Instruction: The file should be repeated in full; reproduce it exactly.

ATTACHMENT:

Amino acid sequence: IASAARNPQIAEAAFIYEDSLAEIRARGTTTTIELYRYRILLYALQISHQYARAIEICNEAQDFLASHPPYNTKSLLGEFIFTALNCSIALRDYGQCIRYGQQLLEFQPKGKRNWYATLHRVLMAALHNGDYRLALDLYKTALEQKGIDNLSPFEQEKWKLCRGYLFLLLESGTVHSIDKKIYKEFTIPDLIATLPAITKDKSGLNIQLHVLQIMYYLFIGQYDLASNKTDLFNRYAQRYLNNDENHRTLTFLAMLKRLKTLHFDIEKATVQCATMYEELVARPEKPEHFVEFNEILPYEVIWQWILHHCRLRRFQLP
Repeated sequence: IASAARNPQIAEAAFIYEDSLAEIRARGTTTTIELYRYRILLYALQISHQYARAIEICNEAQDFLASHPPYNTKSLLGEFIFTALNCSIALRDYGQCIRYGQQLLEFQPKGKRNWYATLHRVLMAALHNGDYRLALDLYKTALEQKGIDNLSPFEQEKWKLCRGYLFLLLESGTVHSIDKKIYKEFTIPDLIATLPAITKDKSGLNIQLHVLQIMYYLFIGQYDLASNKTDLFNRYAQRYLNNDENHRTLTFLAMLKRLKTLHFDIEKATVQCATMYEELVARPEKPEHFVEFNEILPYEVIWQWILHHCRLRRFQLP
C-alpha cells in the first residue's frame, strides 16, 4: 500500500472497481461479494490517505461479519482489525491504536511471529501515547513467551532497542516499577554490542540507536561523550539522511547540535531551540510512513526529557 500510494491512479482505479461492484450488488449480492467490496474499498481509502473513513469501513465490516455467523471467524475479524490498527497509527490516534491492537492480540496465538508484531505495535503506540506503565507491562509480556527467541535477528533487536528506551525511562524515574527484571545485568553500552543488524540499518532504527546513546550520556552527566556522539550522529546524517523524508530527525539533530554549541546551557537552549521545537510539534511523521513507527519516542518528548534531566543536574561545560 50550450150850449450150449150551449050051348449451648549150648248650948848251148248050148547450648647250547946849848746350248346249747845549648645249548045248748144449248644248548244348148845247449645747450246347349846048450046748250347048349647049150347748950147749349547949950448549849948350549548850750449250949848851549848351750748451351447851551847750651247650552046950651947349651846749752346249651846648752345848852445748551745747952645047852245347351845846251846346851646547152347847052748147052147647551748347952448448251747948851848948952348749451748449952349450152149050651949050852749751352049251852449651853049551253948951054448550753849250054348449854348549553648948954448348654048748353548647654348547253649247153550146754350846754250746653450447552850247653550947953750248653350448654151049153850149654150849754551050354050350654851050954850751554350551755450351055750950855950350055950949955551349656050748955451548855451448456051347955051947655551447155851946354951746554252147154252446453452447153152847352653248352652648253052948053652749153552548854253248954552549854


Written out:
Amino acid sequence: IASAARNPQIAEAAFIYEDSLAEIRARGTTTTIELYRYRILLYALQISHQYARAIEICNEAQDFLASHPPYNTKSLLGEFIFTALNCSIALRDYGQCIRYGQQLLEFQPKGKRNWYATLHRVLMAALHNGDYRLALDLYKTALEQKGIDNLSPFEQEKWKLCRGYLFLLLESGTVHSIDKKIYKEFTIPDLIATLPAITKDKSGLNIQLHVLQIMYYLFIGQYDLASNKTDLFNRYAQRYLNNDENHRTLTFLAMLKRLKTLHFDIEKATVQCATMYEELVARPEKPEHFVEFNEILPYEVIWQWILHHCRLRRFQLP
Repeated sequence: IASAARNPQIAEAAFIYEDSLAEIRARGTTTTIELYRYRILLYALQISHQYARAIEICNEAQDFLASHPPYNTKSLLGEFIFTALNCSIALRDYGQCIRYGQQLLEFQPKGKRNWYATLHRVLMAALHNGDYRLALDLYKTALEQKGIDNLSPFEQEKWKLCRGYLFLLLESGTVHSIDKKIYKEFTIPDLIATLPAITKDKSGLNIQLHVLQIMYYLFIGQYDLASNKTDLFNRYAQRYLNNDENHRTLTFLAMLKRLKTLHFDIEKATVQCATMYEELVARPEKPEHFVEFNEILPYEVIWQWILHHCRLRRFQLP
C-alpha cells in the first residue's frame, strides 16, 4: 500500500472497481461479494490517505461479519482489525491504536511471529501515547513467551532497542516499577554490542540507536561523550539522511547540535531551540510512513526529557 500510494491512479482505479461492484450488488449480492467490496474499498481509502473513513469501513465490516455467523471467524475479524490498527497509527490516534491492537492480540496465538508484531505495535503506540506503565507491562509480556527467541535477528533487536528506551525511562524515574527484571545485568553500552543488524540499518532504527546513546550520556552527566556522539550522529546524517523524508530527525539533530554549541546551557537552549521545537510539534511523521513507527519516542518528548534531566543536574561545560 50550450150850449450150449150551449050051348449451648549150648248650948848251148248050148547450648647250547946849848746350248346249747845549648645249548045248748144449248644248548244348148845247449645747450246347349846048450046748250347048349647049150347748950147749349547949950448549849948350549548850750449250949848851549848351750748451351447851551847750651247650552046950651947349651846749752346249651846648752345848852445748551745747952645047852245347351845846251846346851646547152347847052748147052147647551748347952448448251747948851848948952348749451748449952349450152149050651949050852749751352049251852449651853049551253948951054448550753849250054348449854348549553648948954448348654048748353548647654348547253649247153550146754350846754250746653450447552850247653550947953750248653350448654151049153850149654150849754551050354050350654851050954850751554350551755450351055750950855950350055950949955551349656050748955451548855451448456051347955051947655551447155851946354951746554252147154252446453452447153152847352653248352652648253052948053652749153552548854253248954552549854